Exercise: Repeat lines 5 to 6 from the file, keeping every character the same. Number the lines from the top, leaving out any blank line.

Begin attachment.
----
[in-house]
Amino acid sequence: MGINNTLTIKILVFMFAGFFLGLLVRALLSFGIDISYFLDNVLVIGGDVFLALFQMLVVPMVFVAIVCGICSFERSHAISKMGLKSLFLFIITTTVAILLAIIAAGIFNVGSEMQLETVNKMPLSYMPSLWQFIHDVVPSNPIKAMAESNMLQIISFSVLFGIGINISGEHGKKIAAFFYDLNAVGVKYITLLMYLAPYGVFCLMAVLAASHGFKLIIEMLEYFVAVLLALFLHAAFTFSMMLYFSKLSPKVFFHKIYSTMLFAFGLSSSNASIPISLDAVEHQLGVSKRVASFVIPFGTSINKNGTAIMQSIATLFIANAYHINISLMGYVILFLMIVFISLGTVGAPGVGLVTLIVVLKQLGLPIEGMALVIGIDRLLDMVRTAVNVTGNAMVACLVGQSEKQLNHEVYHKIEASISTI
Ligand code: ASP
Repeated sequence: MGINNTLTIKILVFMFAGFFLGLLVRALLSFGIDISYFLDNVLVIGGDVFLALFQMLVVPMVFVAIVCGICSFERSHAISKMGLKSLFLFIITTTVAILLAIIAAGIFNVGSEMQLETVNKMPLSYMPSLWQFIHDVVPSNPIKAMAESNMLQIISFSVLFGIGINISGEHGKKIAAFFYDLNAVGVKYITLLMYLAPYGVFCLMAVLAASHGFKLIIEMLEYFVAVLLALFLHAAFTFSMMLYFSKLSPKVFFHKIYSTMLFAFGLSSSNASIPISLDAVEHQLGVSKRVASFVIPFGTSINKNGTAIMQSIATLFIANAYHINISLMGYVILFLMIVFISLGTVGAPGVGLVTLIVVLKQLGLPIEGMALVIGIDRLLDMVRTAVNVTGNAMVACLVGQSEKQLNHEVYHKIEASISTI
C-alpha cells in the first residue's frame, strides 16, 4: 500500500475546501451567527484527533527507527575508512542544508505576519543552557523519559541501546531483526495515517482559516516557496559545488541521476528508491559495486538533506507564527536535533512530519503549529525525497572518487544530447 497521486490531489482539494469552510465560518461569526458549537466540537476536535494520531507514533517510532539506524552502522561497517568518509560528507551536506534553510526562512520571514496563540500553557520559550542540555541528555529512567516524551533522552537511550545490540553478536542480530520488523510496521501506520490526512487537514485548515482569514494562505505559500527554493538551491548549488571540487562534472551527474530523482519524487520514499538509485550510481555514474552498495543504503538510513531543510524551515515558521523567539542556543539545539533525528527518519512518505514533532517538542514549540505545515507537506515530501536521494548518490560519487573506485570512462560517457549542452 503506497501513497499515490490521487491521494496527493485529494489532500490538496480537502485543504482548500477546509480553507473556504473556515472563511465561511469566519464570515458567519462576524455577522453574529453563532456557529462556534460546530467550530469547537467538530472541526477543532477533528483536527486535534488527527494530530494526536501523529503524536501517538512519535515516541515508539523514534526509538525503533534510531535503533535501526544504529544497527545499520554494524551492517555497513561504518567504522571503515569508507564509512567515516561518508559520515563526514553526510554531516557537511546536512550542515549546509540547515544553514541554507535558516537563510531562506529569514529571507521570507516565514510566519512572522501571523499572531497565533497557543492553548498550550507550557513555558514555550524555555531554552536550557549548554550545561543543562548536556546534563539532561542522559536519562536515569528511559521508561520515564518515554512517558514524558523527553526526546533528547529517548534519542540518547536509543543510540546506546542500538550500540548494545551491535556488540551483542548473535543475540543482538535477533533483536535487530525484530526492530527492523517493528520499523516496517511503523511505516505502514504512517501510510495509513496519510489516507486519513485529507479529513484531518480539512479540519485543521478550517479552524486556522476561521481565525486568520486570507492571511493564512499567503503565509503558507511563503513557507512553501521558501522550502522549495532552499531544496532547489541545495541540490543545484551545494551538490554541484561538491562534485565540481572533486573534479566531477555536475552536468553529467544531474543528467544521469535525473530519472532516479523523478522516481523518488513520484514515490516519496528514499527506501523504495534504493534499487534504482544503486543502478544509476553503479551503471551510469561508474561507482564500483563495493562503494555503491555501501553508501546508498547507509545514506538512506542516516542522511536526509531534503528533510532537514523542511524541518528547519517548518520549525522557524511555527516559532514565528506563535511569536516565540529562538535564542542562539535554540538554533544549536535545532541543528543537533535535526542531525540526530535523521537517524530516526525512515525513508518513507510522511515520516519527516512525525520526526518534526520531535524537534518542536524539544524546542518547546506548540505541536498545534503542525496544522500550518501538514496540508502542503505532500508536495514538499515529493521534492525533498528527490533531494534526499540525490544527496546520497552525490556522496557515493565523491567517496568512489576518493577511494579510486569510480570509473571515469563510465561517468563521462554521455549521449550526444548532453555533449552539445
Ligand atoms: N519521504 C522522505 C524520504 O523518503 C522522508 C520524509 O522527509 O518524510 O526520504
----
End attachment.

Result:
C-alpha cells in the first residue's frame, strides 16, 4: 500500500475546501451567527484527533527507527575508512542544508505576519543552557523519559541501546531483526495515517482559516516557496559545488541521476528508491559495486538533506507564527536535533512530519503549529525525497572518487544530447 497521486490531489482539494469552510465560518461569526458549537466540537476536535494520531507514533517510532539506524552502522561497517568518509560528507551536506534553510526562512520571514496563540500553557520559550542540555541528555529512567516524551533522552537511550545490540553478536542480530520488523510496521501506520490526512487537514485548515482569514494562505505559500527554493538551491548549488571540487562534472551527474530523482519524487520514499538509485550510481555514474552498495543504503538510513531543510524551515515558521523567539542556543539545539533525528527518519512518505514533532517538542514549540505545515507537506515530501536521494548518490560519487573506485570512462560517457549542452 503506497501513497499515490490521487491521494496527493485529494489532500490538496480537502485543504482548500477546509480553507473556504473556515472563511465561511469566519464570515458567519462576524455577522453574529453563532456557529462556534460546530467550530469547537467538530472541526477543532477533528483536527486535534488527527494530530494526536501523529503524536501517538512519535515516541515508539523514534526509538525503533534510531535503533535501526544504529544497527545499520554494524551492517555497513561504518567504522571503515569508507564509512567515516561518508559520515563526514553526510554531516557537511546536512550542515549546509540547515544553514541554507535558516537563510531562506529569514529571507521570507516565514510566519512572522501571523499572531497565533497557543492553548498550550507550557513555558514555550524555555531554552536550557549548554550545561543543562548536556546534563539532561542522559536519562536515569528511559521508561520515564518515554512517558514524558523527553526526546533528547529517548534519542540518547536509543543510540546506546542500538550500540548494545551491535556488540551483542548473535543475540543482538535477533533483536535487530525484530526492530527492523517493528520499523516496517511503523511505516505502514504512517501510510495509513496519510489516507486519513485529507479529513484531518480539512479540519485543521478550517479552524486556522476561521481565525486568520486570507492571511493564512499567503503565509503558507511563503513557507512553501521558501522550502522549495532552499531544496532547489541545495541540490543545484551545494551538490554541484561538491562534485565540481572533486573534479566531477555536475552536468553529467544531474543528467544521469535525473530519472532516479523523478522516481523518488513520484514515490516519496528514499527506501523504495534504493534499487534504482544503486543502478544509476553503479551503471551510469561508474561507482564500483563495493562503494555503491555501501553508501546508498547507509545514506538512506542516516542522511536526509531534503528533510532537514523542511524541518528547519517548518520549525522557524511555527516559532514565528506563535511569536516565540529562538535564542542562539535554540538554533544549536535545532541543528543537533535535526542531525540526530535523521537517524530516526525512515525513508518513507510522511515520516519527516512525525520526526518534526520531535524537534518542536524539544524546542518547546506548540505541536498545534503542525496544522500550518501538514496540508502542503505532500508536495514538499515529493521534492525533498528527490533531494534526499540525490544527496546520497552525490556522496557515493565523491567517496568512489576518493577511494579510486569510480570509473571515469563510465561517468563521462554521455549521449550526444548532453555533449552539445
Ligand atoms: N519521504 C522522505 C524520504 O523518503 C522522508 C520524509 O522527509 O518524510 O526520504